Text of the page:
So. I’ve been thinking a lot about relationships.
Lord knows, I’m not an expert on the topic. But after nearly 13 years (!) of awkward courtship in NYC, I’ve encountered my fair share of horrors, consulted many seasoned elders, and learned a thing or 12 along the way. Here are some of my dumber moments and what they (eventually) taught me…
Communication is key.
Everyone knows this, but it can also be tough to put into practice. Games, passive aggression, shady disappearing acts…you name it, I’ve been guilty of it. But in a good situation, you and your mate should strive to speak your truth, with honesty and support — FROM THE VERY BEGINNING. You should feel comfortable saying things like “I want children” or “I am a feminist” and asking questions like “How do you envision the next few years?” and “Are those your scary drugs in the bathroom?” If you don’t communicate your needs, wants and feelings, how will your partner ever know?
Believe what people tell you.
When you’re trying to vet a new mate, remember what everyone from Dr. Ruth to Lena Dunham has reminded us: People tend to tell you the truth about who they are. If a person tells you they’re “just trying to have fun right now,” or they’re not over their ex or they really prefer the company of llamas, listen to them. They’re probably saving you a lot of time and heartbreak.
But remember: Words are cheap.
When I was a child, I had a Samantha doll from the American Girl collection. Back in the 90s, Samantha didn’t wear a frilly pink frock like today’s version. (WTF, American Girl?) She was all business in a starched plaid dress, and carried this needlepoint thing that read “ACTIONS SPEAK LOUDER THAN WORDS.”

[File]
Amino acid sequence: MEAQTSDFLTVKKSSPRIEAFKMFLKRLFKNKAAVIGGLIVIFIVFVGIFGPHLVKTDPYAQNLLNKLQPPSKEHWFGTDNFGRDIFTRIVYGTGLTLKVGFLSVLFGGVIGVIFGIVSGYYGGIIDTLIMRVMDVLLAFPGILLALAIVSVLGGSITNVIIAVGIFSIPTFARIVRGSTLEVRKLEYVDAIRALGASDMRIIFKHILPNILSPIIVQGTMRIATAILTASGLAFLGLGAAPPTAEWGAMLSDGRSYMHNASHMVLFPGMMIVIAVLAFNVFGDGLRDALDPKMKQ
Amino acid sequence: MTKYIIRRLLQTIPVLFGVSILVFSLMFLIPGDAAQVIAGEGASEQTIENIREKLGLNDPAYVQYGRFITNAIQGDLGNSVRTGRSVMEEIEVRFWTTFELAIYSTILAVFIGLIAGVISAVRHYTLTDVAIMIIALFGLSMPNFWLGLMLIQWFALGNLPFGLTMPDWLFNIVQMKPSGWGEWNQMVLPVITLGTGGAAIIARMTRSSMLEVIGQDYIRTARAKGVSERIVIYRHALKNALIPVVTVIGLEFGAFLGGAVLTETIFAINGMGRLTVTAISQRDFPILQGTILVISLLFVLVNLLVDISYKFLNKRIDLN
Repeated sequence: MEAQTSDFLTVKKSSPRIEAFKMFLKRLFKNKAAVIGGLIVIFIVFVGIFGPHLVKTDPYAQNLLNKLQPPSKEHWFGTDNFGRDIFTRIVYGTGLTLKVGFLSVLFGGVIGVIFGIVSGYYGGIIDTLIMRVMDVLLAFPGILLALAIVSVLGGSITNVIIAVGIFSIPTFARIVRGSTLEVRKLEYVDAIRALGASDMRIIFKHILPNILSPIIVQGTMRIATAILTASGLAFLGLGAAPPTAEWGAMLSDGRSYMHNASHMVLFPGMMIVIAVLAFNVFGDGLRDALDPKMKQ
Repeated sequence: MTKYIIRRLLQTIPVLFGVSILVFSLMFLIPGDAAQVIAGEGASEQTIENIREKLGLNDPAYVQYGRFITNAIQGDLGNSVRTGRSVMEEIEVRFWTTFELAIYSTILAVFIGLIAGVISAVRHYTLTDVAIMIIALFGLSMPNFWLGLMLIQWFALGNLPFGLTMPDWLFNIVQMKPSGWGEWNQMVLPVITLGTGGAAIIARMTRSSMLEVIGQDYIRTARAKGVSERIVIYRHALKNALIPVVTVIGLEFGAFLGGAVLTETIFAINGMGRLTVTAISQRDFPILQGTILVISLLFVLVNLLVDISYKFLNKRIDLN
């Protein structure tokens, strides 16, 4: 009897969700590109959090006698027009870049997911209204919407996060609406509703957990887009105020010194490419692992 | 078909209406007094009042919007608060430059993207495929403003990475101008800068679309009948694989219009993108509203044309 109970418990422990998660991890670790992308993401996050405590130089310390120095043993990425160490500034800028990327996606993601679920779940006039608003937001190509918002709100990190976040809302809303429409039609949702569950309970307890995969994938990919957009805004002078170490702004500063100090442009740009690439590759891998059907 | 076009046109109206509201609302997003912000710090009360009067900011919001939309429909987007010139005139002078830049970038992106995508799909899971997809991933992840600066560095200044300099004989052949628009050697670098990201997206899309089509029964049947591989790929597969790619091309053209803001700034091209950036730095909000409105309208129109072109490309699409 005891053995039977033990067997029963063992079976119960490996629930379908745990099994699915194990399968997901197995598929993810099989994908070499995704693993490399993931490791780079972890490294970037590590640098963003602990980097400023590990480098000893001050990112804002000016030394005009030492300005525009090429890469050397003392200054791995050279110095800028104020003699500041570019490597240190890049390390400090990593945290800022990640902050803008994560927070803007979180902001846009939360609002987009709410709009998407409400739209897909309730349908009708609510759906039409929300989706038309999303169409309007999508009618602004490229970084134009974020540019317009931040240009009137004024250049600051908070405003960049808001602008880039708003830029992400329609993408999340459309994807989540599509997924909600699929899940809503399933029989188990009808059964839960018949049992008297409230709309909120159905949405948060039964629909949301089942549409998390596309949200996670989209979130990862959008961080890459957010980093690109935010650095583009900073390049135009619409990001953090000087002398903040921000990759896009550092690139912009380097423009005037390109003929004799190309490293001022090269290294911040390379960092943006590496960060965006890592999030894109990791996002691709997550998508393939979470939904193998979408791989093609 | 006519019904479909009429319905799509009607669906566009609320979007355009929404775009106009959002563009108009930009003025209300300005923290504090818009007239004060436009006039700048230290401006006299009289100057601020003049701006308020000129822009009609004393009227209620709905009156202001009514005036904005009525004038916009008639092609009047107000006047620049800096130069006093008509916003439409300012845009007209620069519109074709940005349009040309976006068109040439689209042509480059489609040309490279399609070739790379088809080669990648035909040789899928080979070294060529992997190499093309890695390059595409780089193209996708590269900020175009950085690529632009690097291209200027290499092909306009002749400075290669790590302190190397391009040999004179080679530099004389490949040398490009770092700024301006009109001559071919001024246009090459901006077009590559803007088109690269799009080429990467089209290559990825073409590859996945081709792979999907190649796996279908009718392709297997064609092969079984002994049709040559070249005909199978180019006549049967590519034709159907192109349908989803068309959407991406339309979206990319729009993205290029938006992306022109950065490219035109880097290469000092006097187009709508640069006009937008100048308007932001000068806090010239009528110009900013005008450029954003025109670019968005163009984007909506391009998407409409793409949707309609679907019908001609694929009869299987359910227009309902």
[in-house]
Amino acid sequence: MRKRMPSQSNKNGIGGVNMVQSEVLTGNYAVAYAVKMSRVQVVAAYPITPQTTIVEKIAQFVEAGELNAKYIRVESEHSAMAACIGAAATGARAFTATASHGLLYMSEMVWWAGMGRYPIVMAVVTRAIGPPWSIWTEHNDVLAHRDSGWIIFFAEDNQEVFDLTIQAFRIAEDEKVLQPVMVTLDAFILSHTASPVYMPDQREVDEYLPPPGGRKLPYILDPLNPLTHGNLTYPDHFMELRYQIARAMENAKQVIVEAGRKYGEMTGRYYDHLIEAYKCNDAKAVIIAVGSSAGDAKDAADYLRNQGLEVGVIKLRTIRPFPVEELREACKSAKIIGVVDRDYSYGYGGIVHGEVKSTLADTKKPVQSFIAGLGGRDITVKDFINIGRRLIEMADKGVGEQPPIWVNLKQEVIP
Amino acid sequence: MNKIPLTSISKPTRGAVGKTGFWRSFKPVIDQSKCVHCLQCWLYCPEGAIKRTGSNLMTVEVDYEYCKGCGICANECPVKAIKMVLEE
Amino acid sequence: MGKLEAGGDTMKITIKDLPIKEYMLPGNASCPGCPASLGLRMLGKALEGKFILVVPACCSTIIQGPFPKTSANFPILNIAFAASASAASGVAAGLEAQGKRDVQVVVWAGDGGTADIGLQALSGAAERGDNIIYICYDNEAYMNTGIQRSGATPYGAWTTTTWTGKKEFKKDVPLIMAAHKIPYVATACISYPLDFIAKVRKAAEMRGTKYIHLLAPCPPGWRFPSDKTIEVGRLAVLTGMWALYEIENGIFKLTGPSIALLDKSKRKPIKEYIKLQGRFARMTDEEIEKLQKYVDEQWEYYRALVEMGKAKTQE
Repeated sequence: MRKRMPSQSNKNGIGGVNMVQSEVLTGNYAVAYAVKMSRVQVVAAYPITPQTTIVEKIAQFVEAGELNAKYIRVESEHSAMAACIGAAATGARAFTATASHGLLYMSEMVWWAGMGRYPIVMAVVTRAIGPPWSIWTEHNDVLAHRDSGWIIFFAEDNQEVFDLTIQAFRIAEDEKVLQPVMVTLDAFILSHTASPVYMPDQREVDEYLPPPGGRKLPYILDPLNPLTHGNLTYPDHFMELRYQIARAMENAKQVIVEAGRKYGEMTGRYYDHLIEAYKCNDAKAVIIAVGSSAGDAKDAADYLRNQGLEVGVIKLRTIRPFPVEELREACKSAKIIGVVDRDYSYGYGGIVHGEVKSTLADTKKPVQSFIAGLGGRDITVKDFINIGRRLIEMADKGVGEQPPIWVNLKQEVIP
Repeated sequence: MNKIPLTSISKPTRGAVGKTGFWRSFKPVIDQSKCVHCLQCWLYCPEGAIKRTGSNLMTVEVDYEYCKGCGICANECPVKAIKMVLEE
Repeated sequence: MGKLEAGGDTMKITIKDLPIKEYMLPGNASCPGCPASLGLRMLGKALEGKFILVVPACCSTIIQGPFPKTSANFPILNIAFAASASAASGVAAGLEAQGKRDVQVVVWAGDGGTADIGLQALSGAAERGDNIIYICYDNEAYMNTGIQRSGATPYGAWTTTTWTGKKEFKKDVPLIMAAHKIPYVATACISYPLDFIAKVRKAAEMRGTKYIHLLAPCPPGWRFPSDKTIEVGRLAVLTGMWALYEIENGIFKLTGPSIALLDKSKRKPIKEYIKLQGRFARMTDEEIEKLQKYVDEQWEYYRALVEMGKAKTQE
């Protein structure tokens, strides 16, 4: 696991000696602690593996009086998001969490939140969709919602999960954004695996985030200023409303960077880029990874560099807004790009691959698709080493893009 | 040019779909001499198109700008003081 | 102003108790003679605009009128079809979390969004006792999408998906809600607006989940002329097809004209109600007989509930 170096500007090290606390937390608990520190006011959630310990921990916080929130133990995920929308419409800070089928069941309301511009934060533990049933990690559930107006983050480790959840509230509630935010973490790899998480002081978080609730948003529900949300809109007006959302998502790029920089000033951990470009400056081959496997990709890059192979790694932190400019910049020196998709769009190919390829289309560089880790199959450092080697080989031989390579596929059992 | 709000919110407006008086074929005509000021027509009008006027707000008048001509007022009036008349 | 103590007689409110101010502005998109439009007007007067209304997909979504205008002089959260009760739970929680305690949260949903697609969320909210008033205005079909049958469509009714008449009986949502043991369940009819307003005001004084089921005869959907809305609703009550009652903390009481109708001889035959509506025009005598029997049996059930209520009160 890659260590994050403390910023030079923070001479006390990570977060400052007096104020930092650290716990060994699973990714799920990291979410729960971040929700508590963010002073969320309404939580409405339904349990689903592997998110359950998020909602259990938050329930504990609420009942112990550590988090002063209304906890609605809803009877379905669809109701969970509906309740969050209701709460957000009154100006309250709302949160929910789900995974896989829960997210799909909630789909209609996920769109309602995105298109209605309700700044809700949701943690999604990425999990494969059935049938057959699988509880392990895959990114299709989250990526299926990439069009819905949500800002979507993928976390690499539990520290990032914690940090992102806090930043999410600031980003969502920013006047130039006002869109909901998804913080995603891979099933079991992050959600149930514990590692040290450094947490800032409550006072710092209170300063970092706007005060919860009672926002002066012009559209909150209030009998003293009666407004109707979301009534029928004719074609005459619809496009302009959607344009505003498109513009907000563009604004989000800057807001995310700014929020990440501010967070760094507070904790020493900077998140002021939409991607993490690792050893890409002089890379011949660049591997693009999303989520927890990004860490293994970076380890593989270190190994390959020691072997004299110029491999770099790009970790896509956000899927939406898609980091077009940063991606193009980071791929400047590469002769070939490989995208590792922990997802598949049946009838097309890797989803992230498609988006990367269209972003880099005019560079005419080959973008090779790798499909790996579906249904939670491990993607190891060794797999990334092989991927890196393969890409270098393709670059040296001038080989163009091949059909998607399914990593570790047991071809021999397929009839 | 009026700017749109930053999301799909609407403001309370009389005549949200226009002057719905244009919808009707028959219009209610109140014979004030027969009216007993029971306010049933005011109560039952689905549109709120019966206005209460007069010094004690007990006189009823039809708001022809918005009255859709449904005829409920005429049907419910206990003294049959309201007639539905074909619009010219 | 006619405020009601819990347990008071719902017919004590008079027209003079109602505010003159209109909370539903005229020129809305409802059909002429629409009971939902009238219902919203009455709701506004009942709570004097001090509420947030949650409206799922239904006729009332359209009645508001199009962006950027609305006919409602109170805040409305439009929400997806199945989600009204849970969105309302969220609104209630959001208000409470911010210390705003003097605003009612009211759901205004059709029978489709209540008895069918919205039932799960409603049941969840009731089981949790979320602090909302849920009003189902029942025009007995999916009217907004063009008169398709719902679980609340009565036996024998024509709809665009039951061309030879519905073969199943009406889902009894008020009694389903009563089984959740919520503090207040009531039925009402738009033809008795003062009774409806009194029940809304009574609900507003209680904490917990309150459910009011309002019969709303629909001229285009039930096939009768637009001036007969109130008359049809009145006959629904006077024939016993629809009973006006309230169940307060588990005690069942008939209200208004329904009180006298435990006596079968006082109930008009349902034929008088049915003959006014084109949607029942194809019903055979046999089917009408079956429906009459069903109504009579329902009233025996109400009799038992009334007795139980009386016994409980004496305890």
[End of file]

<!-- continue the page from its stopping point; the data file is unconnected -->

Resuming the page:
While I’d like to think I was a fairly bright child, that sentiment confused me. As a seasoned thirty-something, I totally get it. And nothing could be more true.
It’s not that words aren’t important (see above re communication), but how a person acts is often more telling than their blathering. I once had an ex who promised me the moon, then hit on my friend and forgot my birthday. So look while you listen. Does your person make time for you? Do they want to introduce you to the important people in their life? Last but not least, how do their actions make you feel?
Remember your friends are flawed.
Your friends love you! They want you to wind up with someone wonderful. Someone who will make you happy. Yet, in practice, they may not know what these things look like, never mind how to help you get them.
I once dated this guy who was the openest of books. Early in the relationship, he told me exactly where I stood and how he felt about me, and it was so refreshing. I was over the moon. When I relayed this to my friends, they reacted with such horror that I began to doubt the entire thing. “How intense! Only a complete psycho would say something like that…” Looking back, there was nothing wrong with the guy—he was just emotionally available. My friends were reacting to their own commitment issues, and it totally screwed me up.
Figure out your non-negotiables. Screw everything else.